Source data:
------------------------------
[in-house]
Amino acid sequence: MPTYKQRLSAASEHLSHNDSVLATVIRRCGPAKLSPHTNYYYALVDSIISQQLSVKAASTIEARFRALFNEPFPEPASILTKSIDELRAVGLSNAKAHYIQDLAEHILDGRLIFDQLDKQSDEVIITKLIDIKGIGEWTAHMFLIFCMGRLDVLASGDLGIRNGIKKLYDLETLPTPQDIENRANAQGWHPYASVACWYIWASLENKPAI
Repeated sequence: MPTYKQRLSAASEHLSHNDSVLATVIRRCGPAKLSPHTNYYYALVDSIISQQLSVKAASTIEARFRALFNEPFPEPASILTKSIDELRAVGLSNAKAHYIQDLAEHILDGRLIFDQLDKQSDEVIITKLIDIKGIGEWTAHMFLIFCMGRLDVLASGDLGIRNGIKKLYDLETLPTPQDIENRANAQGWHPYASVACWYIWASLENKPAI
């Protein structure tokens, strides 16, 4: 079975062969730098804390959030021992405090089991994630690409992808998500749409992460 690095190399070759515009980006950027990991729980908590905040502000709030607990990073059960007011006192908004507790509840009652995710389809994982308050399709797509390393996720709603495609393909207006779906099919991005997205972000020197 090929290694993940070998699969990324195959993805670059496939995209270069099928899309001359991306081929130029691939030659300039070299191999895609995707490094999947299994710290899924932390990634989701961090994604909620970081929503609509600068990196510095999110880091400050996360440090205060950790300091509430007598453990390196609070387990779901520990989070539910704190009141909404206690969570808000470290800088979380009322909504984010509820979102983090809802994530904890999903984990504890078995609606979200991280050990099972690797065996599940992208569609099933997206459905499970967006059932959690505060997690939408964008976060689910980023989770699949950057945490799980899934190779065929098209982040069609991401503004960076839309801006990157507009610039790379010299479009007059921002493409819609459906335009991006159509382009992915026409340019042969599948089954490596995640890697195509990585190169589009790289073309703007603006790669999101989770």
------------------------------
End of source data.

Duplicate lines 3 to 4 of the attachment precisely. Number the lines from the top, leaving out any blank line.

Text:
Repeated sequence: MPTYKQRLSAASEHLSHNDSVLATVIRRCGPAKLSPHTNYYYALVDSIISQQLSVKAASTIEARFRALFNEPFPEPASILTKSIDELRAVGLSNAKAHYIQDLAEHILDGRLIFDQLDKQSDEVIITKLIDIKGIGEWTAHMFLIFCMGRLDVLASGDLGIRNGIKKLYDLETLPTPQDIENRANAQGWHPYASVACWYIWASLENKPAI
């Protein structure tokens, strides 16, 4: 079975062969730098804390959030021992405090089991994630690409992808998500749409992460 690095190399070759515009980006950027990991729980908590905040502000709030607990990073059960007011006192908004507790509840009652995710389809994982308050399709797509390393996720709603495609393909207006779906099919991005997205972000020197 090929290694993940070998699969990324195959993805670059496939995209270069099928899309001359991306081929130029691939030659300039070299191999895609995707490094999947299994710290899924932390990634989701961090994604909620970081929503609509600068990196510095999110880091400050996360440090205060950790300091509430007598453990390196609070387990779901520990989070539910704190009141909404206690969570808000470290800088979380009322909504984010509820979102983090809802994530904890999903984990504890078995609606979200991280050990099972690797065996599940992208569609099933997206459905499970967006059932959690505060997690939408964008976060689910980023989770699949950057945490799980899934190779065929098209982040069609991401503004960076839309801006990157507009610039790379010299479009007059921002493409819609459906335009991006159509382009992915026409340019042969599948089954490596995640890697195509990585190169589009790289073309703007603006790669999101989770």